Millennials View Life Through a Harry Potter Lens and Ignore the Muggle Problem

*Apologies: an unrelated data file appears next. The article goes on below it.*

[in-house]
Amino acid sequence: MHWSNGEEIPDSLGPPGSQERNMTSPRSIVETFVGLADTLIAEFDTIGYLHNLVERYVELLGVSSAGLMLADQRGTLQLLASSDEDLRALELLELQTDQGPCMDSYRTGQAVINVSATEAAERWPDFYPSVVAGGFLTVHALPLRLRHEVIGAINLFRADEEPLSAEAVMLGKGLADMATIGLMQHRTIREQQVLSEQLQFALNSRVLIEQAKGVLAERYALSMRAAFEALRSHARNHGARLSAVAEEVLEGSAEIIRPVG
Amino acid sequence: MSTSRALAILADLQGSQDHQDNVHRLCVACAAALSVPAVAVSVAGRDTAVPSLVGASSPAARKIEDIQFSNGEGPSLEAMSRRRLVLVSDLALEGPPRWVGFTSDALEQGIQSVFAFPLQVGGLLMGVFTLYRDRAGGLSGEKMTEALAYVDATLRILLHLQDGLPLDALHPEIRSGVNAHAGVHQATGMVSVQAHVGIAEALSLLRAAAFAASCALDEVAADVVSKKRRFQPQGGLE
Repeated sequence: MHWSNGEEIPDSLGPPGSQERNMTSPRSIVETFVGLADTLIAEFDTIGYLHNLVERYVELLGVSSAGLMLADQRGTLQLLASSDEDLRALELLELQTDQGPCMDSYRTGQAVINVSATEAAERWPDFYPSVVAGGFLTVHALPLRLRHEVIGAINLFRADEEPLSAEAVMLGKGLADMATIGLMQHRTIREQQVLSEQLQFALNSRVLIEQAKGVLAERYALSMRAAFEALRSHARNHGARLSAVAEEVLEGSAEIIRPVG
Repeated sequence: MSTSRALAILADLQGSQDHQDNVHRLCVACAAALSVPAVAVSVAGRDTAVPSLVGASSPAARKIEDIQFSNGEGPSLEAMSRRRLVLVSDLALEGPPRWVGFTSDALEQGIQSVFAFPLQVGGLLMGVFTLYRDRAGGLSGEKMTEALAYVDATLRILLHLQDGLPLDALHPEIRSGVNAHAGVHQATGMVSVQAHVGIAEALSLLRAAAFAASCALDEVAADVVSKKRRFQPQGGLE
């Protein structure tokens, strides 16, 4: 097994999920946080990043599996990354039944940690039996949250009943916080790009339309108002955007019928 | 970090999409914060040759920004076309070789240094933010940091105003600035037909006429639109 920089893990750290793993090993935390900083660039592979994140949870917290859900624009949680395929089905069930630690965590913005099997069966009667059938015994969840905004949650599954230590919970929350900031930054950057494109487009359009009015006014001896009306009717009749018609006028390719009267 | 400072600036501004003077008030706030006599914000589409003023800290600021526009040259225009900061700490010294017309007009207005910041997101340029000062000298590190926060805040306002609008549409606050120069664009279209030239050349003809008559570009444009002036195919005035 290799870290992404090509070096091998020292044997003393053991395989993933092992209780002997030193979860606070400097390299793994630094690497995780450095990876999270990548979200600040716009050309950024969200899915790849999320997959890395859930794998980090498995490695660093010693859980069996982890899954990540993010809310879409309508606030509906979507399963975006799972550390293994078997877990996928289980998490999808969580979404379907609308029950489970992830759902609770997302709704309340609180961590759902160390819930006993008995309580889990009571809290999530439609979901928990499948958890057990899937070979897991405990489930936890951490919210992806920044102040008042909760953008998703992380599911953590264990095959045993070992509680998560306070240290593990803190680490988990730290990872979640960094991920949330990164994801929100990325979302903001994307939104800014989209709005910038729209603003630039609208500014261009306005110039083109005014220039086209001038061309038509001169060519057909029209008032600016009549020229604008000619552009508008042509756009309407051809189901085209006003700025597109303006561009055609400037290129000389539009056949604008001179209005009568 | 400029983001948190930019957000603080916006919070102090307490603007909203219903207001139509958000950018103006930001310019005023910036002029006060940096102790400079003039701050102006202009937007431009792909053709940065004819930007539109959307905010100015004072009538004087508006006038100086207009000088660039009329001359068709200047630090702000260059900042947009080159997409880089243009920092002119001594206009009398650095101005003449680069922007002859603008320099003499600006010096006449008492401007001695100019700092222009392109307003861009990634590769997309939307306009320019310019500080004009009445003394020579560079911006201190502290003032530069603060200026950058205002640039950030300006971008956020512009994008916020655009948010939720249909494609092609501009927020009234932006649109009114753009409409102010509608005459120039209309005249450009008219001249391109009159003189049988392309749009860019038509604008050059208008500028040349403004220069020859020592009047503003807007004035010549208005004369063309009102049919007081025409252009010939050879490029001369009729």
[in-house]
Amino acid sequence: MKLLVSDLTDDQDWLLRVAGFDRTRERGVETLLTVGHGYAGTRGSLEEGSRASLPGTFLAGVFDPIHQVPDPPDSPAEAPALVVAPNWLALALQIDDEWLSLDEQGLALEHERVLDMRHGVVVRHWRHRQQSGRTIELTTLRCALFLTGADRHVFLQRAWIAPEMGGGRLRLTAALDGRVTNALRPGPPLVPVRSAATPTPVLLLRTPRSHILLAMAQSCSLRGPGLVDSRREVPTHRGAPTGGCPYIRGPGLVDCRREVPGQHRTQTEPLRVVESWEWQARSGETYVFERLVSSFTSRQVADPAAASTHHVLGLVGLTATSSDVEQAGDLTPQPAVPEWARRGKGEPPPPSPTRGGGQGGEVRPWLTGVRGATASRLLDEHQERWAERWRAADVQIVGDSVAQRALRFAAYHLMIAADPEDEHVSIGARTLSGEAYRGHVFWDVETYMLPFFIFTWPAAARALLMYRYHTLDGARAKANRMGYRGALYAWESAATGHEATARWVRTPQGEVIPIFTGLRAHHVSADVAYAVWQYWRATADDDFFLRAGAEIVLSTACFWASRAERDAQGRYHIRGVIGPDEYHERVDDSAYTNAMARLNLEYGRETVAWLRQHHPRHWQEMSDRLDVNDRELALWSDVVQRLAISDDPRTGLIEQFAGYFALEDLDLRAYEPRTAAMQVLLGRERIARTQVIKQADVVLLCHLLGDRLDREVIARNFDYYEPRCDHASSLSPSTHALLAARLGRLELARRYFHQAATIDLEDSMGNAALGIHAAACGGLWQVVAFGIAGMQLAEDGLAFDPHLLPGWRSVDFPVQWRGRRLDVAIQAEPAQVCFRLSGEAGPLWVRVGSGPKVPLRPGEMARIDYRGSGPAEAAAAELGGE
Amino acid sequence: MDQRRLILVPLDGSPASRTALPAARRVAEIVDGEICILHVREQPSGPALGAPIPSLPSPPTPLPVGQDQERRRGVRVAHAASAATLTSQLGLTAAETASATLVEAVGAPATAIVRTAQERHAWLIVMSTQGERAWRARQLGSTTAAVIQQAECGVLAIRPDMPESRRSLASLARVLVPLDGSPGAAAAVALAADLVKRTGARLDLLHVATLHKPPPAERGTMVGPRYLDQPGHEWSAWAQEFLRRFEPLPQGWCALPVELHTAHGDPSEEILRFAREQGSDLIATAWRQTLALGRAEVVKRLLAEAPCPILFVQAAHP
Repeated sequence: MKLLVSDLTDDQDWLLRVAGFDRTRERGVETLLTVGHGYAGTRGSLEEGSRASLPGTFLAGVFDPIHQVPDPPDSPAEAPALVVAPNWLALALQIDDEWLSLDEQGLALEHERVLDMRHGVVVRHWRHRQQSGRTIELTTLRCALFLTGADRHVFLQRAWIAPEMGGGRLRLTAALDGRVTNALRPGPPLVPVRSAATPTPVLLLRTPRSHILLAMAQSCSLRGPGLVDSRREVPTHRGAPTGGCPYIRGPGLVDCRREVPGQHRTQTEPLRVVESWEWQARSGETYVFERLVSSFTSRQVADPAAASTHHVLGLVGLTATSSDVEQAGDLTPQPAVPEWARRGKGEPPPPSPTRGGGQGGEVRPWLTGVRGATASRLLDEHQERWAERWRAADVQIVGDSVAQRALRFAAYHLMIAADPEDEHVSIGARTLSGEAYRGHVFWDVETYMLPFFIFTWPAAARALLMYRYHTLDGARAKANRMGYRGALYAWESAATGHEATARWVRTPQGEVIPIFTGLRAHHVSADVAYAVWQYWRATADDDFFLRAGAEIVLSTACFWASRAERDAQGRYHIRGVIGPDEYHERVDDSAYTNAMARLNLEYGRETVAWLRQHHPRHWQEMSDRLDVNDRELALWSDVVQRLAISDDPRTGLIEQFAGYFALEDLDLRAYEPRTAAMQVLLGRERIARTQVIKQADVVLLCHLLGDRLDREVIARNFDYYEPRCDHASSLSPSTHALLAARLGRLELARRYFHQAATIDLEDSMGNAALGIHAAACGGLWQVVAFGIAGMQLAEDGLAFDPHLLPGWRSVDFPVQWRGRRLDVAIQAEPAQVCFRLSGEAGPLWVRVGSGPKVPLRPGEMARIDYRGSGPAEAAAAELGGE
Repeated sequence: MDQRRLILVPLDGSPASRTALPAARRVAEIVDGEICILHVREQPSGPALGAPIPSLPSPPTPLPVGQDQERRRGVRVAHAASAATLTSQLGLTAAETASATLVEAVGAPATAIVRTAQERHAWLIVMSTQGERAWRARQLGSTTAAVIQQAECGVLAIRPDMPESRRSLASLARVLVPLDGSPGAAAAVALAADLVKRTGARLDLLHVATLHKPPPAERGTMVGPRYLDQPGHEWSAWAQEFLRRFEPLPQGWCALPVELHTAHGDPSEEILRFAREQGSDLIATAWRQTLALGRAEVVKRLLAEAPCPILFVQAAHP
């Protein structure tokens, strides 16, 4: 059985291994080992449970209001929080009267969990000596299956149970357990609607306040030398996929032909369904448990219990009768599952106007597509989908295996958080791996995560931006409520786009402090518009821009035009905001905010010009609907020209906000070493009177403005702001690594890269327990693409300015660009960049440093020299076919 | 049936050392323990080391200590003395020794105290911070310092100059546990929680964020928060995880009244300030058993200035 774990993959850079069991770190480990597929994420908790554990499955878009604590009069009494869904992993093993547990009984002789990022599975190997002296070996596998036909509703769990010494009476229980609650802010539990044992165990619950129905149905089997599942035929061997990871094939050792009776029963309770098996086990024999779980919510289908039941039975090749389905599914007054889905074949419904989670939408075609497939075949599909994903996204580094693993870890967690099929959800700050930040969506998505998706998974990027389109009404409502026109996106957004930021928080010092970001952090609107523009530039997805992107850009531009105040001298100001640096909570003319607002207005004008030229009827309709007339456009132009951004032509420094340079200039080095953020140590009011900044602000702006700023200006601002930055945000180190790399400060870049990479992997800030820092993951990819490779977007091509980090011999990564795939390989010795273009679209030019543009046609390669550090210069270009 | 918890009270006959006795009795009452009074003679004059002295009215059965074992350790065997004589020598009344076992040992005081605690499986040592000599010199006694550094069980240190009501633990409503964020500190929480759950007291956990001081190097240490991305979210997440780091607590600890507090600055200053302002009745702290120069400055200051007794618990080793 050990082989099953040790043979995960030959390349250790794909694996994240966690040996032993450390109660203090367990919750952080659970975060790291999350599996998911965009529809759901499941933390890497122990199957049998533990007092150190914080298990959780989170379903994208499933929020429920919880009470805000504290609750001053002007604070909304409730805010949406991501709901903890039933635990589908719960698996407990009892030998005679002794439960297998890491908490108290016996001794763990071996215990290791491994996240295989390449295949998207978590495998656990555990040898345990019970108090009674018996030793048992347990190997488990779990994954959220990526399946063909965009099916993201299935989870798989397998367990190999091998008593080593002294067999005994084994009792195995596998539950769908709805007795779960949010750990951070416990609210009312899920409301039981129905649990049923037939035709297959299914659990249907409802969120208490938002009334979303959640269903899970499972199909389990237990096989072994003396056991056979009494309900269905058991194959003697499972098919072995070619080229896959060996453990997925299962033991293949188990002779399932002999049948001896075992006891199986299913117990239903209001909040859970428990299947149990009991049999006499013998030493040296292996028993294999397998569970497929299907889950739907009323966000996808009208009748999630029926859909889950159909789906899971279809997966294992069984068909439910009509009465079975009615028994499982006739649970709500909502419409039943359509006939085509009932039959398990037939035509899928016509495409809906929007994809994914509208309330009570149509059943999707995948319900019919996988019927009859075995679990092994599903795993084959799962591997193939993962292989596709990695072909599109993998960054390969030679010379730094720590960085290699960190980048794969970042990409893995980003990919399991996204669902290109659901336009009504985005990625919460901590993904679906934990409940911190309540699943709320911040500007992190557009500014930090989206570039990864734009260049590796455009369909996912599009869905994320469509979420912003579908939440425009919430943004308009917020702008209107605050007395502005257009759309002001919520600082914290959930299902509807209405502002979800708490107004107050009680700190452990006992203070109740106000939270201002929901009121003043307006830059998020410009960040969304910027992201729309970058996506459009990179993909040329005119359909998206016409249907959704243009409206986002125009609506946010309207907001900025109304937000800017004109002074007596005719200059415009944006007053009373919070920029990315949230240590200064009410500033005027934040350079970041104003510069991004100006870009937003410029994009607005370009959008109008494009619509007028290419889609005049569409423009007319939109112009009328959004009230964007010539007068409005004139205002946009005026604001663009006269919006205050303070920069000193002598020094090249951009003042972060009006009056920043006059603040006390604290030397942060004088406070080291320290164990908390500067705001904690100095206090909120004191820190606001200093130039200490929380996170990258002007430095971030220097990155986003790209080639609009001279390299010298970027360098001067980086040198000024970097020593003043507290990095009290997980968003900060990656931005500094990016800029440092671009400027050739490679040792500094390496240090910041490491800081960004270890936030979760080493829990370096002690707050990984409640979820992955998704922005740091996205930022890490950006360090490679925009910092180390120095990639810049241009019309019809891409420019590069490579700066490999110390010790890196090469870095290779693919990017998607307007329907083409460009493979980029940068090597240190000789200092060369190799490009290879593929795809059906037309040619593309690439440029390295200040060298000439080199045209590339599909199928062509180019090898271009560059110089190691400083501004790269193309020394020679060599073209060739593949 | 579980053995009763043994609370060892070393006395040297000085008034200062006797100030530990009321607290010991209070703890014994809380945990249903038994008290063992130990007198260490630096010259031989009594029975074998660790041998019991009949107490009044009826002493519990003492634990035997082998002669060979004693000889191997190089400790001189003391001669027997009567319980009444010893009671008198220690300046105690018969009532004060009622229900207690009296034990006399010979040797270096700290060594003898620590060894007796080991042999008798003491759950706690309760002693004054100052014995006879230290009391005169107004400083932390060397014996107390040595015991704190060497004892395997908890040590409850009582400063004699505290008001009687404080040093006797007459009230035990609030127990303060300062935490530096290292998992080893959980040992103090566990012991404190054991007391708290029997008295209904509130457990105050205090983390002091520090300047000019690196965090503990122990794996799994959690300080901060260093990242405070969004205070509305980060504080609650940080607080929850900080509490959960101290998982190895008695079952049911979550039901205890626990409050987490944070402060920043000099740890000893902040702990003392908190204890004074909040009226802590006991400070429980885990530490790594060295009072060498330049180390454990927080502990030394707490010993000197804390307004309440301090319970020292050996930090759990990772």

This week we celebrate the 20th anniversary of the first Harry Potter novel in Britain, and the beginning of a cultural juggernaut that defined a generation's experience with books. It is a timely anniversary since, if you believe what you read on social media, the Potterverse has never been more relevant. As Western politics has become more extreme and a generation raised on Hogwarts more politically engaged, the Potter novels have been embraced ever more fervently as political allegories and moral manuals for our times. The Telegraph of London has informed its readers that a poll reveals that Jeremy Corbyn belongs in Gryffindor while Theresa May should be in Slytherin — respectively the bravest and most sinister of houses on the Hogwarts campus. Hillary Clinton has just given a speech praising the Potter novels for instilling progressive values in the young. Meanwhile, the social-media celebrations have temporarily crowded out the endless liberal memes comparing Donald Trump and his court to Voldemort and his Death Eater lackeys. Writing for The Spectator recently, Lara Prendergast offered a good survey of the proliferation of Potterpolitics, from anti-Trump organizers invoking "Dumbledore's Army" to J.K. Rowling's Twitter interventions ("Voldemort was nowhere near as bad," she wrote of Trump's proposed Muslim ban) to Hermione Granger's — sorry, Emma Watson's — role as a roving ambassador for millennial feminism. Prendergast also offered a harsh assessment of the trend: "If you have ever wondered why young people are often so childish in their politics, why they want to divide the world between tolerant progressives and wicked reactionaries, it helps to understand" that they think they're living in a Potter novel. Admittedly, if you think that the world really is divided between tolerant progressives and wicked reactionaries, you won't find this assessment all that damning. But I'm not sure that sort of Manichaean vision is actually the most important political teaching in the novels. Because if you take the Potterverse seriously as an allegory for ours, the most noteworthy divide isn't between the good multicultural wizards and the bad racist ones. It's between all the wizards, good and bad, and everybody else — the Muggles. For the six readers who have never read the books but who have stuck with the column thus far nonetheless: Muggles are non-magical folks, the billions of regular everyday human beings who live and work in blissful ignorance that the wizarding world exists. The only exception comes when one of them marries a wizard or has the genetic luck to give birth to a magic-capable child, in which case they get to watch their offspring ascend to one of the wizarding academies while they experience its raptures and revelations secondhand. The proper treatment of Muggles, meanwhile, is the great controversy within the wizarding world, where the good guys want them protected, left alone and sometimes studied, while the bad guys want to see them subjugated or enslaved (and all the Muggle-born "mudbloods" purged from the wizarding ranks). All of this plays as an allegory for racism, up to a point, but only up to a point, because what's notable is that nobody actually wants to see the mass of Muggles (as opposed to their occasional wizardish offspring) integrated into the wizarding society. Indeed, according to the rules of Rowling's universe, that seems to be impossible. You're either born with magic or you aren't, and if you aren't there's really not any obvious place for you in Hogwarts or any other wizarding establishment. So even from the perspective of the enlightened, progressive wizarding faction, then, Muggles are basically just a vast surplus population that occasionally produces the new blood that wizarding needs to avoid becoming just a society of snobbish old-money inbred Draco Malfoys. And if that were to change, if any old Muggle could suddenly be trained in magic, the whole thrill of Harry Potter's acceptance at Hogwarts would lose its narrative frisson, its admission-to-the-inner-circle thrill. Which makes the thrill of becoming a magical initiate in the Potterverse remarkably similar to the thrill of being chosen by the modern meritocracy, plucked from the ordinary ranks of life and ushered into gothic halls and exclusive classrooms, where you will be sorted — though not by a magic hat, admittedly — according to your talents and your just deserts. I am stealing this magic-and-meritocracy parallel from the pseudonymous blogger Spotted Toad, who wrote a fine post discussing how much the Potter novels and movies trade upon the powerful loyalty that their readers feel, or feel that they should feel, toward their teachers and their schools. But not just any school — not some suburban John Hughes-style high school or generic Podunk U. No, it's loyalty to a selective school, with an antique pedigree but a modern claim to excellence, an exclusive admissions process but a pleasingly multicultural student body. A school where everybody knows that they belong, because they can do the necessary magic and ordinary Muggles can't. Thus the Potterverse, as Toad writes, is about "the legitimacy of authority that comes from schools" — Ivy League schools, elite schools, U.S. News & World Report top 100 schools. And because "contemporary liberalism is the ideology of imperial academia, funneled through media and nonprofits and governmental agencies but responsible ultimately only to itself," a story about a wizarding academy is the perfect fantasy story for the liberal meritocracy to tell about itself. Especially because (unlike reality) it writes the Muggles, the genuinely ordinary people, out of its political clashes and good-vs.-evil conflicts. In the novels the selective school is conterminous with wizarding society as a whole (allowing for some elves and goblins to do maintenance and keep the books), and thus the threats to that world's liberal integrity all come from within the academy's walls, from Slytherin House and its arrogant aristocrats, who must be constantly confronted in the halls and classrooms of the beloved school itself. Voldemort, the dark lord, has Muggle blood, but he isn't trying to rally an army of non-magic-wielders to seize Hogwarts' towers; he's trying to remake meritocratic — er, magical — institutions in his own dark image. And so the battle for Harvard — er, Hogwarts — is the battle for the world. Which is basically the premise of a great deal of youthful liberal activism these days — that once the last remnants of Slytherin are eradicated from the leafy quads of Yale or Middlebury, once Draco Malfoy's frat or final club is closed and the last Death-Eater sympathizers purged from the faculty, then the battle of ideas will have been finally and fully won. But even if it were, beyond the walls of the imperial academy all of our world's Muggles would still remain, with an agency and a power that they don't have in the Potterverse. Because after all it was mostly Muggles, not some dark conspiracy by the Slytherin sort of conservatives, who put Donald Trump in power. It is Muggles who keep turning to parties of the far left and farther right, Muggles who drift into radicalism and set off bombs. Mass migration, rising nationalism, Islamic terrorism, rural despair — many disruptive forces in our era flow from global Muggledom's refusal to just be a tame and subsidized surplus population, culled for its best and brightest, living only for the hope that occasionally a gifted son or daughter might be lifted up. In the Potterverse, the meritocracy of magic allows the chosen to withdraw, to disappear behind a curtain into their academic world, leaving Muggledom to its own devices.In our universe, though, the meritocracy of talent expects the chosen to actually go out and try to rule. On the evidence we have, they are not particularly good at it. And how to lead wisely in a society where most people did not go to Hogwarts is a lesson that J.K. Rowling's lovely, lively but ultimately childish novels do not teach.Ross Douthat is a columnist for The New York Times, where this column first appeared.What's your view?Got an opinion about this issue? 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